I wasn’t sure I cared.

Make a decision.

What decision could I possibly make? I knew what Castor wanted and I also knew he knew what I had hidden from him for so very, very long. The cat, as they say, was well and truly out of the bag. It had grown to sabre-tooth tiger size, meaning there was no way in hell it was ever going back in. What was done couldn’t be undone, leaving me with…what the hell was I going to do about it?

I rubbed absently at my palm and swore as my fingertips burned, the sensation not unlike having touched hot embers. That was new. I stared at my palm and my eyes widened as, for the first time, a mark was visible. It was still faint, a combination of silver and charcoal threads tracing a pattern in my palm, but it was definitely there. Transfixed, I stared at it. It moved, winding and thickening even as I watched, until I could make out an image no less clear than watching a tattoo etched into my skin by an artist of ink.

Two snakes writhed and twisted in my palm, one silver and one black, and I could not deny I recognized them. Us. The snakes represented us. We were being marked by a force which recognized us and was even now binding us even closer together. For what purpose?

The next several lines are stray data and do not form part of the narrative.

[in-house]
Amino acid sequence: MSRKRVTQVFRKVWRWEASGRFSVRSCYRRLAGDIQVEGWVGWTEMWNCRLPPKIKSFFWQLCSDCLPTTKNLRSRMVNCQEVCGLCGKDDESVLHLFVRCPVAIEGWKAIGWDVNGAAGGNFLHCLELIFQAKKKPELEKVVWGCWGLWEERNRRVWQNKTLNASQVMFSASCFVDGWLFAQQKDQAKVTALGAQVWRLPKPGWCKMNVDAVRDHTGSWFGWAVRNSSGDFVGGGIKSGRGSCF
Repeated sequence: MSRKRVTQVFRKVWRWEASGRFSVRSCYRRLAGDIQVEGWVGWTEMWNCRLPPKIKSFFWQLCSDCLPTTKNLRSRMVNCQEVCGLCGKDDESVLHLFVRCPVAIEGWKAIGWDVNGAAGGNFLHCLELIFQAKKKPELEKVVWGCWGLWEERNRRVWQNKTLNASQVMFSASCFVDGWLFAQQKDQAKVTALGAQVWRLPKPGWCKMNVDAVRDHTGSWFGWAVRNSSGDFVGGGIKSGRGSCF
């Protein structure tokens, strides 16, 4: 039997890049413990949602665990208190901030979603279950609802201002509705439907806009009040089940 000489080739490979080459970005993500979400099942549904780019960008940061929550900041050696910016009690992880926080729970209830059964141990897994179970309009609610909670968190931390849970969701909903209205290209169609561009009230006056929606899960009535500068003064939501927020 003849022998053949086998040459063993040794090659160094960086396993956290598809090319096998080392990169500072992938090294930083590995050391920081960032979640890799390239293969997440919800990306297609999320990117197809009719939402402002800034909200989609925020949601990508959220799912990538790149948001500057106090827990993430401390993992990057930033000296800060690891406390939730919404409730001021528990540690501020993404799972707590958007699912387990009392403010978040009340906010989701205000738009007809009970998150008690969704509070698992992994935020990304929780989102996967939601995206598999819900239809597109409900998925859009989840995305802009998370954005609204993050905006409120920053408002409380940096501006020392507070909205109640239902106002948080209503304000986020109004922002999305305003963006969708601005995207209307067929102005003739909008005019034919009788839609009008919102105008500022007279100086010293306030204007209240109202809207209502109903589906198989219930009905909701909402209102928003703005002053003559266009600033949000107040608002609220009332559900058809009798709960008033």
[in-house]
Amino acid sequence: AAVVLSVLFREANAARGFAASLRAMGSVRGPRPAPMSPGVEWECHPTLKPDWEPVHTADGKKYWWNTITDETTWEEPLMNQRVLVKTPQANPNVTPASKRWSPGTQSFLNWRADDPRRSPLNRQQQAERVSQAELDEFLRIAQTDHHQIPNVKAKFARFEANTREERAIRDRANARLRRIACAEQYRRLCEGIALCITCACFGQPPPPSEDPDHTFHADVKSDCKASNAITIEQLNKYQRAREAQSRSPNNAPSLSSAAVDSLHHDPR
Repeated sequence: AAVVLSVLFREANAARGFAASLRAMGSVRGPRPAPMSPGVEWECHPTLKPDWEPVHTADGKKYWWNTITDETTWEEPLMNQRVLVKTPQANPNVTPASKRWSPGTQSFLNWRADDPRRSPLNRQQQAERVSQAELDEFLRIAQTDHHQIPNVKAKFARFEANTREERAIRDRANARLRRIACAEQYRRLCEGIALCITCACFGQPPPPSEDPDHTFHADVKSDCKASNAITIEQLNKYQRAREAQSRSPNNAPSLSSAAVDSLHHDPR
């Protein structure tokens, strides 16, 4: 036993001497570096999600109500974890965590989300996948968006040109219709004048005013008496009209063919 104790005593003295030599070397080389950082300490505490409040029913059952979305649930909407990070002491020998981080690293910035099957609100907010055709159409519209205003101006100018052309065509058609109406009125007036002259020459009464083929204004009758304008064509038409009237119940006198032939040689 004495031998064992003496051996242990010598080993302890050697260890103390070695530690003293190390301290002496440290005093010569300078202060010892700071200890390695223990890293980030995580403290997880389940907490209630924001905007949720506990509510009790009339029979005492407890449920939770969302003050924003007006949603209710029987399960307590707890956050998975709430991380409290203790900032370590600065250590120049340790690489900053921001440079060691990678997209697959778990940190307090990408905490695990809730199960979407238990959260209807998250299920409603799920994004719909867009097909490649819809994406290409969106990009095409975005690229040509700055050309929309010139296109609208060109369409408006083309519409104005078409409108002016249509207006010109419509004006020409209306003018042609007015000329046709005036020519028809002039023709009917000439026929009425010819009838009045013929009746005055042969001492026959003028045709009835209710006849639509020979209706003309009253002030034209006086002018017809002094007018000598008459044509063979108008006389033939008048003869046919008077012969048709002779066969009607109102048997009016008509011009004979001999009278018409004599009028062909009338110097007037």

There was a subtle ‘pop’ of displaced air as Castor appeared in my office.

“Pol! You? Has it happened to you, too?”

Before I could think, he’d held out his hand, palm facing me, to display the exact same mark, and I followed suit. BIG mistake!

We were flung backwards, me arse over kip in my chair, resulting in a tangle of me and chair against the windows, a confetti of papers fluttering down on me, random desk accessories sliding to the floor, and Castor backwards into one of my floor to ceiling book cupboards. There was an ominous creaking and several books fell on his head.

“Fuck!” we both swore simultaneously.

Coming slowly to our feet, we stared at the great, glowing orb which had appeared in the centre of the room.

It was easily several feet in diameter and suspended another several feet from the floor. A soft, ominous smoke, tinged purple and grey, seeped from it, curling and writhing to gradually spread outwards, while the interior of the orb glowed from the bright starscape it contained. A nebula, galaxies, stars, worlds, at first completely unfamiliar before gradually shifting and changing until we could not deny we looked finally upon our own world even if, ever so subtly, not.

“What the actual everlasting fuck is that?” Castor whispered, still fingering a lump on his head from one of the fallen books, a heavy first edition Ulysses in its protective box. It was a rhetorical question and, even if it wasn’t, I had no answer.